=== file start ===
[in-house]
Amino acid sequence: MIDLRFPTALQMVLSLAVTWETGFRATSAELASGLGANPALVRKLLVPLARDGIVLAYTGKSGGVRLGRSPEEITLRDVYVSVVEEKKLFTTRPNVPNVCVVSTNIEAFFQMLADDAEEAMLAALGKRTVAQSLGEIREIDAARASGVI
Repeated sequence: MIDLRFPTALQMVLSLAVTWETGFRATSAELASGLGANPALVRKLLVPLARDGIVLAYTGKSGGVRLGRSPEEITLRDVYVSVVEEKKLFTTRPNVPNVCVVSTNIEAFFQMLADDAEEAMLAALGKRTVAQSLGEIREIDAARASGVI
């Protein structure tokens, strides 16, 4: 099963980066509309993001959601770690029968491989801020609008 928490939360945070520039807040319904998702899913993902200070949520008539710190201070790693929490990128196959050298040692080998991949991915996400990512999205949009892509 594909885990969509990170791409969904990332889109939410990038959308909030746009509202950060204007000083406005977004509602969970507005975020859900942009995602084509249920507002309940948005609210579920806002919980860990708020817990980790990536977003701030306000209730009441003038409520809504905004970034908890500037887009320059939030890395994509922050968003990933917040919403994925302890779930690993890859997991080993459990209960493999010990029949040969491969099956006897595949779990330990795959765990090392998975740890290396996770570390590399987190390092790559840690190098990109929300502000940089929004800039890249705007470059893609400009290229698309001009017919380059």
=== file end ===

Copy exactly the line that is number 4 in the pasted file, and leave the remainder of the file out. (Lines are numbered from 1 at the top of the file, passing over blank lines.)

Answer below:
């Protein structure tokens, strides 16, 4: 099963980066509309993001959601770690029968491989801020609008 928490939360945070520039807040319904998702899913993902200070949520008539710190201070790693929490990128196959050298040692080998991949991915996400990512999205949009892509 594909885990969509990170791409969904990332889109939410990038959308909030746009509202950060204007000083406005977004509602969970507005975020859900942009995602084509249920507002309940948005609210579920806002919980860990708020817990980790990536977003701030306000209730009441003038409520809504905004970034908890500037887009320059939030890395994509922050968003990933917040919403994925302890779930690993890859997991080993459990209960493999010990029949040969491969099956006897595949779990330990795959765990090392998975740890290396996770570390590399987190390092790559840690190098990109929300502000940089929004800039890249705007470059893609400009290229698309001009017919380059």